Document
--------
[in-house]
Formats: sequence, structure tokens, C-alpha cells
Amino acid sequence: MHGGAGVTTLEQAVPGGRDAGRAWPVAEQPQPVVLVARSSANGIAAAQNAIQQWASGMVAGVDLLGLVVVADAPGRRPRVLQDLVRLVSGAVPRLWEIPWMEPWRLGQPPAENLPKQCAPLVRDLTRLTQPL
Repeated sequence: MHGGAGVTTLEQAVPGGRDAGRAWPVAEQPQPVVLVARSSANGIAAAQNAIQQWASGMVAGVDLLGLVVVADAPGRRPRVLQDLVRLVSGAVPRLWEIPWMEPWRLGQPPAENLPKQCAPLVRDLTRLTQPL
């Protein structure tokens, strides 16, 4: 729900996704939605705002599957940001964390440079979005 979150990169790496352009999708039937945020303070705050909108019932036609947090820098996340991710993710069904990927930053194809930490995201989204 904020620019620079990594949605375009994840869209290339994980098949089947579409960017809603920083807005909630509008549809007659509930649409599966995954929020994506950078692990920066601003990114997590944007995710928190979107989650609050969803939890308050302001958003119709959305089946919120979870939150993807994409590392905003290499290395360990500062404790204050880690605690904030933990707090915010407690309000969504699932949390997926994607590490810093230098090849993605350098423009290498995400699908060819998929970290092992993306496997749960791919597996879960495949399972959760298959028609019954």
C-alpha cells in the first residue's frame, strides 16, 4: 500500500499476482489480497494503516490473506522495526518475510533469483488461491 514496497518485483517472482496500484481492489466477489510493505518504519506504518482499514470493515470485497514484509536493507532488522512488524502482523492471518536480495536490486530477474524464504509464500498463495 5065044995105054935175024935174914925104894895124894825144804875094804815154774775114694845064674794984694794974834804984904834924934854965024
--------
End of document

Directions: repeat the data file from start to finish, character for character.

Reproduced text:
[in-house]
Formats: sequence, structure tokens, C-alpha cells
Amino acid sequence: MHGGAGVTTLEQAVPGGRDAGRAWPVAEQPQPVVLVARSSANGIAAAQNAIQQWASGMVAGVDLLGLVVVADAPGRRPRVLQDLVRLVSGAVPRLWEIPWMEPWRLGQPPAENLPKQCAPLVRDLTRLTQPL
Repeated sequence: MHGGAGVTTLEQAVPGGRDAGRAWPVAEQPQPVVLVARSSANGIAAAQNAIQQWASGMVAGVDLLGLVVVADAPGRRPRVLQDLVRLVSGAVPRLWEIPWMEPWRLGQPPAENLPKQCAPLVRDLTRLTQPL
């Protein structure tokens, strides 16, 4: 729900996704939605705002599957940001964390440079979005 979150990169790496352009999708039937945020303070705050909108019932036609947090820098996340991710993710069904990927930053194809930490995201989204 904020620019620079990594949605375009994840869209290339994980098949089947579409960017809603920083807005909630509008549809007659509930649409599966995954929020994506950078692990920066601003990114997590944007995710928190979107989650609050969803939890308050302001958003119709959305089946919120979870939150993807994409590392905003290499290395360990500062404790204050880690605690904030933990707090915010407690309000969504699932949390997926994607590490810093230098090849993605350098423009290498995400699908060819998929970290092992993306496997749960791919597996879960495949399972959760298959028609019954």
C-alpha cells in the first residue's frame, strides 16, 4: 500500500499476482489480497494503516490473506522495526518475510533469483488461491 514496497518485483517472482496500484481492489466477489510493505518504519506504518482499514470493515470485497514484509536493507532488522512488524502482523492471518536480495536490486530477474524464504509464500498463495 5065044995105054935175024935174914925104894895124894825144804875094804815154774775114694845064674794984694794974834804984904834924934854965024